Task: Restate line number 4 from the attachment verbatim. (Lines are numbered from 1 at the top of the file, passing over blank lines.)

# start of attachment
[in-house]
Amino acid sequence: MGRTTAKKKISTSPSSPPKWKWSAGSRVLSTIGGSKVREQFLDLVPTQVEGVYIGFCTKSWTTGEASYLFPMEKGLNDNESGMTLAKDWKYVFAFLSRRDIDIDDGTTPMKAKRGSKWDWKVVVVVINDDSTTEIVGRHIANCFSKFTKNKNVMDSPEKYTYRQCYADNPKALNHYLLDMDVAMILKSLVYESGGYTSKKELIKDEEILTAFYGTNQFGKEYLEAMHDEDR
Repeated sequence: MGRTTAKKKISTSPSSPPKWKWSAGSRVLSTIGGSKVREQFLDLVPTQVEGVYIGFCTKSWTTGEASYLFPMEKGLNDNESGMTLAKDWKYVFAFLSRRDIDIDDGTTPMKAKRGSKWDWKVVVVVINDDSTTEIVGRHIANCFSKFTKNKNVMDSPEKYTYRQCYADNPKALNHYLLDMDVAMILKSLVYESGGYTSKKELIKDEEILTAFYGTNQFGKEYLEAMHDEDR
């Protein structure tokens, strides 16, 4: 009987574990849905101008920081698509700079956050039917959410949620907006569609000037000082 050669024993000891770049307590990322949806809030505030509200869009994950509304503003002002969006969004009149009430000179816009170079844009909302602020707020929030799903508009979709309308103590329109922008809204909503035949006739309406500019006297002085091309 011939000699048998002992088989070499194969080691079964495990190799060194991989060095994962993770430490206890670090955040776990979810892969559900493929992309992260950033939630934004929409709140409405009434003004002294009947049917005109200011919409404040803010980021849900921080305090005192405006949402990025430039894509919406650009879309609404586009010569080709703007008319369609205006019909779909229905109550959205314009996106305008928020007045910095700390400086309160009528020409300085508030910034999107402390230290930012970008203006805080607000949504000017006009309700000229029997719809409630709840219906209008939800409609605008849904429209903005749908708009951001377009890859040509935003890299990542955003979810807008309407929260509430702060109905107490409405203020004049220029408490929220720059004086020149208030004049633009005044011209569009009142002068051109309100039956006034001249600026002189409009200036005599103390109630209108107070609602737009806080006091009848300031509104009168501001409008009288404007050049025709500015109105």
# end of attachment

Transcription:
């Protein structure tokens, strides 16, 4: 009987574990849905101008920081698509700079956050039917959410949620907006569609000037000082 050669024993000891770049307590990322949806809030505030509200869009994950509304503003002002969006969004009149009430000179816009170079844009909302602020707020929030799903508009979709309308103590329109922008809204909503035949006739309406500019006297002085091309 011939000699048998002992088989070499194969080691079964495990190799060194991989060095994962993770430490206890670090955040776990979810892969559900493929992309992260950033939630934004929409709140409405009434003004002294009947049917005109200011919409404040803010980021849900921080305090005192405006949402990025430039894509919406650009879309609404586009010569080709703007008319369609205006019909779909229905109550959205314009996106305008928020007045910095700390400086309160009528020409300085508030910034999107402390230290930012970008203006805080607000949504000017006009309700000229029997719809409630709840219906209008939800409609605008849904429209903005749908708009951001377009890859040509935003890299990542955003979810807008309407929260509430702060109905107490409405203020004049220029408490929220720059004086020149208030004049633009005044011209569009009142002068051109309100039956006034001249600026002189409009200036005599103390109630209108107070609602737009806080006091009848300031509104009168501001409008009288404007050049025709500015109105």